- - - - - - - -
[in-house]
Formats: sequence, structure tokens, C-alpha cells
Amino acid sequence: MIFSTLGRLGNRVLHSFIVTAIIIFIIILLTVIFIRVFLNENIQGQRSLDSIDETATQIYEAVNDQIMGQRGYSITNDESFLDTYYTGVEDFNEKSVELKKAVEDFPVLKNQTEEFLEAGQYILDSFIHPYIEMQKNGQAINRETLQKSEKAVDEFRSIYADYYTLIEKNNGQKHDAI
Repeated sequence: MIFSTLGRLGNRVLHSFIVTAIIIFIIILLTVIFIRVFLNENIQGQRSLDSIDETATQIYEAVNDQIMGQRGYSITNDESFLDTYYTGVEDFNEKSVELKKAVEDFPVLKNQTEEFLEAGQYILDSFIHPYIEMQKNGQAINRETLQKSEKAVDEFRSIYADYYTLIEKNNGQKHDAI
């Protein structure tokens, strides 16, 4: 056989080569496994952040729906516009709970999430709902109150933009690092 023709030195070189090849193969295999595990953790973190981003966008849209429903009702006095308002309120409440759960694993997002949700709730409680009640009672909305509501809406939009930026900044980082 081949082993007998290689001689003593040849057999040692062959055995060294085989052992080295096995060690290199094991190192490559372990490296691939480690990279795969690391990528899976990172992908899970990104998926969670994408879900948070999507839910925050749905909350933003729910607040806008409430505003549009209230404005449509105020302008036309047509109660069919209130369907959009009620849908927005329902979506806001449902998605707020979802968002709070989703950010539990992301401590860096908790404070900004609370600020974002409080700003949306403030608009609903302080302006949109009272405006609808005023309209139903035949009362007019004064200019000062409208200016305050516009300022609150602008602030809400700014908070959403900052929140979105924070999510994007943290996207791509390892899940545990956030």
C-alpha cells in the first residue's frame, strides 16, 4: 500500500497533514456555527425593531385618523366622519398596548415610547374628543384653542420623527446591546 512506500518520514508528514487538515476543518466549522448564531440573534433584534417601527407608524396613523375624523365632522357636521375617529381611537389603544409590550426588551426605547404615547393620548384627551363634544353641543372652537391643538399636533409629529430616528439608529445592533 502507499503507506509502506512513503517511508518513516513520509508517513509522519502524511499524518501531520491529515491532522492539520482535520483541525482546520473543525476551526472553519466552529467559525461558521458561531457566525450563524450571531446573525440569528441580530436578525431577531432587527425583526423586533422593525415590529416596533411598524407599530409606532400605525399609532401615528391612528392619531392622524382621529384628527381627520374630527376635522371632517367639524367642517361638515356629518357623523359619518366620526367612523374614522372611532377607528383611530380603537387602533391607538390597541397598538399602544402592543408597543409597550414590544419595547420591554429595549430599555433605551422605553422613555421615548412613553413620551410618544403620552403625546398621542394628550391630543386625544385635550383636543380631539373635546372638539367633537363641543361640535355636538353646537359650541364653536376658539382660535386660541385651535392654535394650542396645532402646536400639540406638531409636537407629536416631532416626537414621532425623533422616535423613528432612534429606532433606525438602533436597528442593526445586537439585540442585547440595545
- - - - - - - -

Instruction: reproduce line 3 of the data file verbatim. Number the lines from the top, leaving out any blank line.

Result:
Amino acid sequence: MIFSTLGRLGNRVLHSFIVTAIIIFIIILLTVIFIRVFLNENIQGQRSLDSIDETATQIYEAVNDQIMGQRGYSITNDESFLDTYYTGVEDFNEKSVELKKAVEDFPVLKNQTEEFLEAGQYILDSFIHPYIEMQKNGQAINRETLQKSEKAVDEFRSIYADYYTLIEKNNGQKHDAI